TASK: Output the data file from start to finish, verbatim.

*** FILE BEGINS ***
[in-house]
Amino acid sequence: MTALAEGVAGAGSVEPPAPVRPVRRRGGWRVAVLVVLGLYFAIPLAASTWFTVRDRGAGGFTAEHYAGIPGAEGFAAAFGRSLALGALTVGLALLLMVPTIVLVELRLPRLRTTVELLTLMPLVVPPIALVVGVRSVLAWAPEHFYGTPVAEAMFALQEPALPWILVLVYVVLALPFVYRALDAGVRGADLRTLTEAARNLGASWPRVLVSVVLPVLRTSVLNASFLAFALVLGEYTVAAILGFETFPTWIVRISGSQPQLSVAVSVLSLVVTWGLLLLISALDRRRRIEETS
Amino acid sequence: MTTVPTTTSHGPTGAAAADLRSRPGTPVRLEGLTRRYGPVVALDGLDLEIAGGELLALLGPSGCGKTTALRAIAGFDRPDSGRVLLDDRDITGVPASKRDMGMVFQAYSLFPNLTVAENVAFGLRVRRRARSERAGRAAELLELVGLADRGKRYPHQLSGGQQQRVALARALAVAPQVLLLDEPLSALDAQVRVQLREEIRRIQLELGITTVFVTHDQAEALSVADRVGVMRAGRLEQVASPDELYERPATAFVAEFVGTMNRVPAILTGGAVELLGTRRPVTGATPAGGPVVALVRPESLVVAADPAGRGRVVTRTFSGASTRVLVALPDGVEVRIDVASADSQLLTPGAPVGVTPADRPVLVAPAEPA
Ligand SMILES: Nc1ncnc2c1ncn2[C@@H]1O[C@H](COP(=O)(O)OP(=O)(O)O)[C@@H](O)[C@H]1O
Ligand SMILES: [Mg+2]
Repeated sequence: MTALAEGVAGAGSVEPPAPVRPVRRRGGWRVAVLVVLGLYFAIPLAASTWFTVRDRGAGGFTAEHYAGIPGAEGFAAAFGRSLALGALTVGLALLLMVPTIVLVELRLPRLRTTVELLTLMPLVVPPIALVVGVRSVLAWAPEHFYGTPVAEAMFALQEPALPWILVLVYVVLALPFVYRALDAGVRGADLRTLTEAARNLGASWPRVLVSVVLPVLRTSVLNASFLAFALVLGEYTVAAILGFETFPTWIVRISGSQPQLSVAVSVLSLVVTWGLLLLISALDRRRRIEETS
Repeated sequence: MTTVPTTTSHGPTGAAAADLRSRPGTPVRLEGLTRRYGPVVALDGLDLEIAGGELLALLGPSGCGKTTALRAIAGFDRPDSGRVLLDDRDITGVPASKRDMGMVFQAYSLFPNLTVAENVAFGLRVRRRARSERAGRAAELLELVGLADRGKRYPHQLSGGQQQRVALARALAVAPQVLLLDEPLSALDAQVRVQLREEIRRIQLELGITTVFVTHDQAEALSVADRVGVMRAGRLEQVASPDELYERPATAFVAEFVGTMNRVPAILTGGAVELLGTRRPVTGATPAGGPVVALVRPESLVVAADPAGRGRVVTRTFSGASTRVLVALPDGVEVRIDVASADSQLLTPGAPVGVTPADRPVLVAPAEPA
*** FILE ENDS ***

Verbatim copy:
[in-house]
Amino acid sequence: MTALAEGVAGAGSVEPPAPVRPVRRRGGWRVAVLVVLGLYFAIPLAASTWFTVRDRGAGGFTAEHYAGIPGAEGFAAAFGRSLALGALTVGLALLLMVPTIVLVELRLPRLRTTVELLTLMPLVVPPIALVVGVRSVLAWAPEHFYGTPVAEAMFALQEPALPWILVLVYVVLALPFVYRALDAGVRGADLRTLTEAARNLGASWPRVLVSVVLPVLRTSVLNASFLAFALVLGEYTVAAILGFETFPTWIVRISGSQPQLSVAVSVLSLVVTWGLLLLISALDRRRRIEETS
Amino acid sequence: MTTVPTTTSHGPTGAAAADLRSRPGTPVRLEGLTRRYGPVVALDGLDLEIAGGELLALLGPSGCGKTTALRAIAGFDRPDSGRVLLDDRDITGVPASKRDMGMVFQAYSLFPNLTVAENVAFGLRVRRRARSERAGRAAELLELVGLADRGKRYPHQLSGGQQQRVALARALAVAPQVLLLDEPLSALDAQVRVQLREEIRRIQLELGITTVFVTHDQAEALSVADRVGVMRAGRLEQVASPDELYERPATAFVAEFVGTMNRVPAILTGGAVELLGTRRPVTGATPAGGPVVALVRPESLVVAADPAGRGRVVTRTFSGASTRVLVALPDGVEVRIDVASADSQLLTPGAPVGVTPADRPVLVAPAEPA
Ligand SMILES: Nc1ncnc2c1ncn2[C@@H]1O[C@H](COP(=O)(O)OP(=O)(O)O)[C@@H](O)[C@H]1O
Ligand SMILES: [Mg+2]
Repeated sequence: MTALAEGVAGAGSVEPPAPVRPVRRRGGWRVAVLVVLGLYFAIPLAASTWFTVRDRGAGGFTAEHYAGIPGAEGFAAAFGRSLALGALTVGLALLLMVPTIVLVELRLPRLRTTVELLTLMPLVVPPIALVVGVRSVLAWAPEHFYGTPVAEAMFALQEPALPWILVLVYVVLALPFVYRALDAGVRGADLRTLTEAARNLGASWPRVLVSVVLPVLRTSVLNASFLAFALVLGEYTVAAILGFETFPTWIVRISGSQPQLSVAVSVLSLVVTWGLLLLISALDRRRRIEETS
Repeated sequence: MTTVPTTTSHGPTGAAAADLRSRPGTPVRLEGLTRRYGPVVALDGLDLEIAGGELLALLGPSGCGKTTALRAIAGFDRPDSGRVLLDDRDITGVPASKRDMGMVFQAYSLFPNLTVAENVAFGLRVRRRARSERAGRAAELLELVGLADRGKRYPHQLSGGQQQRVALARALAVAPQVLLLDEPLSALDAQVRVQLREEIRRIQLELGITTVFVTHDQAEALSVADRVGVMRAGRLEQVASPDELYERPATAFVAEFVGTMNRVPAILTGGAVELLGTRRPVTGATPAGGPVVALVRPESLVVAADPAGRGRVVTRTFSGASTRVLVALPDGVEVRIDVASADSQLLTPGAPVGVTPADRPVLVAPAEPA